Two years of war and protest – Area soldiers’ relatives face daily challenges
Time once spent on hobbies and taking walks is now devoted to staring at computer screens “looking for news of the war, reading military Web sites in the hopes of learning some good news, and waiting for e-mails.”
This is how the war in Iraq – which began two years ago today – has changed the life of Nevada City resident Sharon Hess. It’s been like that ever since her youngest child, Private First Class Lindsey Campbell Anderson, 21, surprised her one April day with the news that she had enlisted in the Army with a start date just a few months away.
Her daughter was 19 years old at the time and had platinum blonde hair down to her knees, Hess said.
“My entire life changed. It is hard to let your baby go to a war.”
But Hess is not alone in Nevada County. Her emotional story is echoed by others throughout the county who have said farewell to their loved ones over the past two years and have found solace in support groups, family and friends.
For these family members of those in service, the stress of wartime uncertainty is coupled with pride and a hope that when the young soldiers return from the battle lines, they will be more mature and better prepared to take on the rest of their lives.
‘Have to trust God’
Some are unable to cope.
Debra Pardee said she quit her job as copy desk chief with The Union newspaper in 2004 because of the stress she was enduring over her son, Army Sgt. Benjamin Pardee, 28, who was fighting overseas in Iraq.
Part of Pardee’s job was to read the national news wire for updates on the war. She said she was losing sleep at night over knowing the news, but not knowing exactly what her son was doing.
“You don’t want to think about your children over there, but when I was (at the newspaper), that was part of my job,” she said.
For many, the “hardest part is just finding out what is going on,” said area resident Dave Ardous, who volunteers with his wife, Cyndy, to support local troops by sending letters, packages, and home-made cookies.
Ardous was in the Navy on active duty during the 1960s, later working as a civilian for the military for 32 years. He said he has been motivated to help because he wants to make soldiers’ homecomings more welcoming than they sometimes were during the Vietnam War era.
“The parents naturally tend to get concerned when they don’t hear anything and sometimes they don’t even know where their son or daughter is,” he said.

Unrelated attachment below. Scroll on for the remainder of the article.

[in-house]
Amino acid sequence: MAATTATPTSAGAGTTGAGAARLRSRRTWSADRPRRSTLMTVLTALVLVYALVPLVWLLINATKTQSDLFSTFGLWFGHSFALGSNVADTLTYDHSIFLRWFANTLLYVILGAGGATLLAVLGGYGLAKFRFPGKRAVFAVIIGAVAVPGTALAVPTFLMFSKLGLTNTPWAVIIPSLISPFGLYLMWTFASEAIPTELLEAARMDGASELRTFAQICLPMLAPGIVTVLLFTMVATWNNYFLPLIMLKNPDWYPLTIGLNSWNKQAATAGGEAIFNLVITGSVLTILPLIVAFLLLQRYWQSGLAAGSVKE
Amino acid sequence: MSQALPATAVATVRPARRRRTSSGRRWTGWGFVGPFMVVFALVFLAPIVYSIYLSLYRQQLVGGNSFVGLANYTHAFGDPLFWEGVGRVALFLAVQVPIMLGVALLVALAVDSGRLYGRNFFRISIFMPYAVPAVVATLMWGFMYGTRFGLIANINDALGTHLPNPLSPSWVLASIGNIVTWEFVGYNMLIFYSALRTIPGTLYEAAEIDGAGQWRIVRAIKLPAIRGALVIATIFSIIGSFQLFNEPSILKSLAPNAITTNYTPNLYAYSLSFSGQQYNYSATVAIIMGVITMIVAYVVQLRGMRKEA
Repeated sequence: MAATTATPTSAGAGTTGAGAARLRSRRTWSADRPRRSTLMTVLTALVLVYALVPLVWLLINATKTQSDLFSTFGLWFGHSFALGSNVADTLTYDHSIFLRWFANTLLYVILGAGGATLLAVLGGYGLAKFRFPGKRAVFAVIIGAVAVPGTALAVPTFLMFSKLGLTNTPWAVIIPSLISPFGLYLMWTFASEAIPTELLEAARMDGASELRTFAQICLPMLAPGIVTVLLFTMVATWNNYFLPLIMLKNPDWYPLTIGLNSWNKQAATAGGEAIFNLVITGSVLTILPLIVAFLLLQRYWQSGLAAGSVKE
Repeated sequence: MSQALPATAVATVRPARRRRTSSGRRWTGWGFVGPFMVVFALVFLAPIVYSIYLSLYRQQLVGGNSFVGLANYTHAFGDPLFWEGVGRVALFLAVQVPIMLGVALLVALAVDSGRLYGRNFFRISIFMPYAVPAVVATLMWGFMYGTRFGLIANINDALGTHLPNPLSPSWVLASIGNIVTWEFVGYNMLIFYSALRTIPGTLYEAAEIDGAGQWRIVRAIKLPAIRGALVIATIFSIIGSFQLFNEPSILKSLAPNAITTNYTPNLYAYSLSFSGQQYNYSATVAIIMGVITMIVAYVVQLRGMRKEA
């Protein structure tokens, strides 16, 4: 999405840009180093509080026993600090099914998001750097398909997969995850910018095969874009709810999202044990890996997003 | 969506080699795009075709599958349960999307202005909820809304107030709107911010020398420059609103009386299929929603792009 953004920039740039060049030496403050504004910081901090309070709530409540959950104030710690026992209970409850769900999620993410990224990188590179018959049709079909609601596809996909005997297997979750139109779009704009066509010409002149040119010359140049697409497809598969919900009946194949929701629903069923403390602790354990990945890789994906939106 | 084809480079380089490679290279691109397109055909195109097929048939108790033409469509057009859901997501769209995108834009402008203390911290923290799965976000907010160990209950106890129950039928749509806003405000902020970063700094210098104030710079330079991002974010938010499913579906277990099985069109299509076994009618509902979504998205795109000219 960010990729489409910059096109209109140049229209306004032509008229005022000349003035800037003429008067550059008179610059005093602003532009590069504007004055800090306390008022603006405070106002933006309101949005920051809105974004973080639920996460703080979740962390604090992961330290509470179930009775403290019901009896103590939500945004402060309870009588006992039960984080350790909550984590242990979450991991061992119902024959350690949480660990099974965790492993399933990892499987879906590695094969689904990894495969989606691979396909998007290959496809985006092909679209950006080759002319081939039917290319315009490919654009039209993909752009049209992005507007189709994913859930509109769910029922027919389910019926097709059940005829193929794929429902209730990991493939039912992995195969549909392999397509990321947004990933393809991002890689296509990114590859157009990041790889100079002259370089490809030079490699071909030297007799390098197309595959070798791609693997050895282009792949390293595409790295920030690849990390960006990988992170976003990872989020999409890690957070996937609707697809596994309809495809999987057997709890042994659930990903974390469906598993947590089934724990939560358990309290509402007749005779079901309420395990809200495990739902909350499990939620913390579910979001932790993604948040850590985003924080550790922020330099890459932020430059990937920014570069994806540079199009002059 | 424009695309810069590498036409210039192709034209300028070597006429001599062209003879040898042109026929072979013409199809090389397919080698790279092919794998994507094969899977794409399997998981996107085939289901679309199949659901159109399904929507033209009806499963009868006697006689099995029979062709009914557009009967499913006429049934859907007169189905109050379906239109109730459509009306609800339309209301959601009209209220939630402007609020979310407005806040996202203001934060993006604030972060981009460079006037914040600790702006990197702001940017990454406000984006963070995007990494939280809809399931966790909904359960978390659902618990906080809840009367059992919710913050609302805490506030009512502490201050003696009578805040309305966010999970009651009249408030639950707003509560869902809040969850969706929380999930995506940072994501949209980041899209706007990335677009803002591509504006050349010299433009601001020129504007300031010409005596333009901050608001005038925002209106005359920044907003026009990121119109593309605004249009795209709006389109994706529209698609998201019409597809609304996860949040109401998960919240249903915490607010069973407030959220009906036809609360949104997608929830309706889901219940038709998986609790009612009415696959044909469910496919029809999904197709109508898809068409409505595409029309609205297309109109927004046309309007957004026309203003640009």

“I am not in control anymore. I just have to trust God, she is just so young to be that far away,” Hess said.
There is also a fear that their children might come home having experienced post-tramautic stress syndrome – a condition researchers are finding affects an increasing number of soldiers.
Good things, too
Hess said she is not blind to what could happen to her daughter, but she trusts that the 21-year-old will come home safely.
“All of our soldiers will have a certain amount of stress, but most will reacclimate themselves back to civilian life,” she said.
Hess said she expects her daughter to come back in five months more mature and with a better sense of self-identity. She can tell from their phone conversations that some of these changes have already happened. Besides, it’s not all tragedy and war, she said. “When they are not getting shot at, they are having a blast.”
Hess also proudly talks of her daughter driving military vehicles, explaining how Anderson had left her car in the driveway for over a year and a half when she was a teenager and living at home because she was too afraid to drive. But ultimately, the best thing that has come out of the war, is a new son-in-law, Teddy Anderson, a fellow soldier her daughter met while overseas, Hess said.
The war has also matured Benjamin Pardee, his mother said.
“When he went over he was fired up with conviction and enthusiasm, he is more reserved now and some people would say more mature,” Debra Pardee said. And while the war has politically divided the Pardee family at times between pro-war and anti-war camps, in some ways it has brought her closer to her son.
“I basically had to swallow my politics and support him going over there because of what he believed in,” she said.
A tremendous amount of support has poured out of Nevada County to its overseas soldiers. Shipments of phone cards and Christmas stockings have made their way to Iraq, and soldiers have spoken to schools and at events. Many of these efforts have been coordinated by Nevada County Friends of the Military – a support group founded last fall by Fred Buhler, a retired banker who was recruited to help Iraqi officials lay out their banking laws.
Not everyone in the group has immediate family members that are soldiers; there are some who just want to help, such as the Ardouses.
“(My wife’s) nephew enlisted in the Marine Corps a few years ago, and she got really interested in helping,” Dave Ardous said, adding that “we both were around during Vietnam, and we wanted to make sure that we could do our part for these kids and prevent the kind of animosity and homecoming that a lot of the Vietnam vets had.”
The group meets once a month, discussing most everything that affects soldiers’ families and friends, while steering clear of politics, Buhler said.
“Our purpose is to support the troops, not debate political issues. This is an emotionally challenging time and it is helpful to have a supportive environment,” he said.
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